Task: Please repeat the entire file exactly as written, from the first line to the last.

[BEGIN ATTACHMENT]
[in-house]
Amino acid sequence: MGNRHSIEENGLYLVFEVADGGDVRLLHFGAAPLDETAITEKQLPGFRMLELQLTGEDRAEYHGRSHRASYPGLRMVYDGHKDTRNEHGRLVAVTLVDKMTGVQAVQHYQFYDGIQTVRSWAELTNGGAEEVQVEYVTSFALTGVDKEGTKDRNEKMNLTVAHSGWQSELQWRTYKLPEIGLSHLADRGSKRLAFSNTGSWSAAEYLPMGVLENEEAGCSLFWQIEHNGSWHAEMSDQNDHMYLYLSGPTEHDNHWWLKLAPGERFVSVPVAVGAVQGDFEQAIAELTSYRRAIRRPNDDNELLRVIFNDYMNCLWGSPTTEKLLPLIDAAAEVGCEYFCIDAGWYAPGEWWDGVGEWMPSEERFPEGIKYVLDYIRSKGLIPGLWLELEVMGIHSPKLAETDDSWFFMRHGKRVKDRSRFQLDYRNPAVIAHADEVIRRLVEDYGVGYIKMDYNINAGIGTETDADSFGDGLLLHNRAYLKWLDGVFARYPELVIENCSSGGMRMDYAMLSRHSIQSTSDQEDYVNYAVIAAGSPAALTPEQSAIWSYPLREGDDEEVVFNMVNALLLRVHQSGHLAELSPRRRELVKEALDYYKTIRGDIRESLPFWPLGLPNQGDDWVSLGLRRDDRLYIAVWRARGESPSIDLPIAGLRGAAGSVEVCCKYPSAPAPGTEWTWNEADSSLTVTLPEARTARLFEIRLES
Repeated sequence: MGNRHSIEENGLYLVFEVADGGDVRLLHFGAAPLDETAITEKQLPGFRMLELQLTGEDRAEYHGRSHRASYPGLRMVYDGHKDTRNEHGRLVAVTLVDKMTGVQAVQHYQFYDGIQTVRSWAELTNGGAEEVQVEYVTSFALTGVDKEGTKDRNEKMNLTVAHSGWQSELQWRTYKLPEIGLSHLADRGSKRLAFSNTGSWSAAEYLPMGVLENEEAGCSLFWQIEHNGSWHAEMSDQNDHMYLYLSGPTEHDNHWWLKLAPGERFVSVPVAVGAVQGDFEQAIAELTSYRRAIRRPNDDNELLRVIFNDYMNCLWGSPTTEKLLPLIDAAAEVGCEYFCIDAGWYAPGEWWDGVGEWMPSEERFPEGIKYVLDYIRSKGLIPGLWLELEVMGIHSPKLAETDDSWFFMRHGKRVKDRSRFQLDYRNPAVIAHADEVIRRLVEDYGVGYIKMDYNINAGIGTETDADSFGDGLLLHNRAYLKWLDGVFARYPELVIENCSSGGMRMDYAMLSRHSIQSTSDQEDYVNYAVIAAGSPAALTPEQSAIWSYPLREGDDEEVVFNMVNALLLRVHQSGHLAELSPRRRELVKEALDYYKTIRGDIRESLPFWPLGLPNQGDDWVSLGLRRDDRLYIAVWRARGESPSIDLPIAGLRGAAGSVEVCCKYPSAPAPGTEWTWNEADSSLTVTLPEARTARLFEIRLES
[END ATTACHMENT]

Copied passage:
[in-house]
Amino acid sequence: MGNRHSIEENGLYLVFEVADGGDVRLLHFGAAPLDETAITEKQLPGFRMLELQLTGEDRAEYHGRSHRASYPGLRMVYDGHKDTRNEHGRLVAVTLVDKMTGVQAVQHYQFYDGIQTVRSWAELTNGGAEEVQVEYVTSFALTGVDKEGTKDRNEKMNLTVAHSGWQSELQWRTYKLPEIGLSHLADRGSKRLAFSNTGSWSAAEYLPMGVLENEEAGCSLFWQIEHNGSWHAEMSDQNDHMYLYLSGPTEHDNHWWLKLAPGERFVSVPVAVGAVQGDFEQAIAELTSYRRAIRRPNDDNELLRVIFNDYMNCLWGSPTTEKLLPLIDAAAEVGCEYFCIDAGWYAPGEWWDGVGEWMPSEERFPEGIKYVLDYIRSKGLIPGLWLELEVMGIHSPKLAETDDSWFFMRHGKRVKDRSRFQLDYRNPAVIAHADEVIRRLVEDYGVGYIKMDYNINAGIGTETDADSFGDGLLLHNRAYLKWLDGVFARYPELVIENCSSGGMRMDYAMLSRHSIQSTSDQEDYVNYAVIAAGSPAALTPEQSAIWSYPLREGDDEEVVFNMVNALLLRVHQSGHLAELSPRRRELVKEALDYYKTIRGDIRESLPFWPLGLPNQGDDWVSLGLRRDDRLYIAVWRARGESPSIDLPIAGLRGAAGSVEVCCKYPSAPAPGTEWTWNEADSSLTVTLPEARTARLFEIRLES
Repeated sequence: MGNRHSIEENGLYLVFEVADGGDVRLLHFGAAPLDETAITEKQLPGFRMLELQLTGEDRAEYHGRSHRASYPGLRMVYDGHKDTRNEHGRLVAVTLVDKMTGVQAVQHYQFYDGIQTVRSWAELTNGGAEEVQVEYVTSFALTGVDKEGTKDRNEKMNLTVAHSGWQSELQWRTYKLPEIGLSHLADRGSKRLAFSNTGSWSAAEYLPMGVLENEEAGCSLFWQIEHNGSWHAEMSDQNDHMYLYLSGPTEHDNHWWLKLAPGERFVSVPVAVGAVQGDFEQAIAELTSYRRAIRRPNDDNELLRVIFNDYMNCLWGSPTTEKLLPLIDAAAEVGCEYFCIDAGWYAPGEWWDGVGEWMPSEERFPEGIKYVLDYIRSKGLIPGLWLELEVMGIHSPKLAETDDSWFFMRHGKRVKDRSRFQLDYRNPAVIAHADEVIRRLVEDYGVGYIKMDYNINAGIGTETDADSFGDGLLLHNRAYLKWLDGVFARYPELVIENCSSGGMRMDYAMLSRHSIQSTSDQEDYVNYAVIAAGSPAALTPEQSAIWSYPLREGDDEEVVFNMVNALLLRVHQSGHLAELSPRRRELVKEALDYYKTIRGDIRESLPFWPLGLPNQGDDWVSLGLRRDDRLYIAVWRARGESPSIDLPIAGLRGAAGSVEVCCKYPSAPAPGTEWTWNEADSSLTVTLPEARTARLFEIRLES